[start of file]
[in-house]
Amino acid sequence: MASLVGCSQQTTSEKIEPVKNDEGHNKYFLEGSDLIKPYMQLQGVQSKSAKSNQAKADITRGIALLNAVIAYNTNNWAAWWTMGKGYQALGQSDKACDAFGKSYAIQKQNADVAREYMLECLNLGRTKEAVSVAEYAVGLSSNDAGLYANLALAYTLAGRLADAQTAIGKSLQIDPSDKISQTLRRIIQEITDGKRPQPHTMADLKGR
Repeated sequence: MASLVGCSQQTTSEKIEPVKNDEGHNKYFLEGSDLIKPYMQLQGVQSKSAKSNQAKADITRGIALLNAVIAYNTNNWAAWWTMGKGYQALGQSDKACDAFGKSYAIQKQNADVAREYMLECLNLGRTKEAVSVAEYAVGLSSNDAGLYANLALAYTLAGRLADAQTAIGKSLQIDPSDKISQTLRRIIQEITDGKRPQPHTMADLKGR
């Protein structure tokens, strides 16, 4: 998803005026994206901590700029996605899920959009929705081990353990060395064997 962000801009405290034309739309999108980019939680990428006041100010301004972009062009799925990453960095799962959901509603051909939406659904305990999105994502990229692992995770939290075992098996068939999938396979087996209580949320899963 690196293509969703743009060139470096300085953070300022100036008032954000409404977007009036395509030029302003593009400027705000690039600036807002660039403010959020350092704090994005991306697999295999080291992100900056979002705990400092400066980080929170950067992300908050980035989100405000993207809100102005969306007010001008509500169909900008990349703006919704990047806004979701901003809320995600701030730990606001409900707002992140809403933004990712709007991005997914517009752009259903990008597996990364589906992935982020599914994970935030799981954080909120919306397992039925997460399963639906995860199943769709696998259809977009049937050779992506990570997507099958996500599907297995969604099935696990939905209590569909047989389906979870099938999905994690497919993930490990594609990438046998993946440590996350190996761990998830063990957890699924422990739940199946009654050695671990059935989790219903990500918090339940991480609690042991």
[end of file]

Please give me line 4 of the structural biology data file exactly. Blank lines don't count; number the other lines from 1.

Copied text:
């Protein structure tokens, strides 16, 4: 998803005026994206901590700029996605899920959009929705081990353990060395064997 962000801009405290034309739309999108980019939680990428006041100010301004972009062009799925990453960095799962959901509603051909939406659904305990999105994502990229692992995770939290075992098996068939999938396979087996209580949320899963 690196293509969703743009060139470096300085953070300022100036008032954000409404977007009036395509030029302003593009400027705000690039600036807002660039403010959020350092704090994005991306697999295999080291992100900056979002705990400092400066980080929170950067992300908050980035989100405000993207809100102005969306007010001008509500169909900008990349703006919704990047806004979701901003809320995600701030730990606001409900707002992140809403933004990712709007991005997914517009752009259903990008597996990364589906992935982020599914994970935030799981954080909120919306397992039925997460399963639906995860199943769709696998259809977009049937050779992506990570997507099958996500599907297995969604099935696990939905209590569909047989389906979870099938999905994690497919993930490990594609990438046998993946440590996350190996761990998830063990957890699924422990739940199946009654050695671990059935989790219903990500918090339940991480609690042991």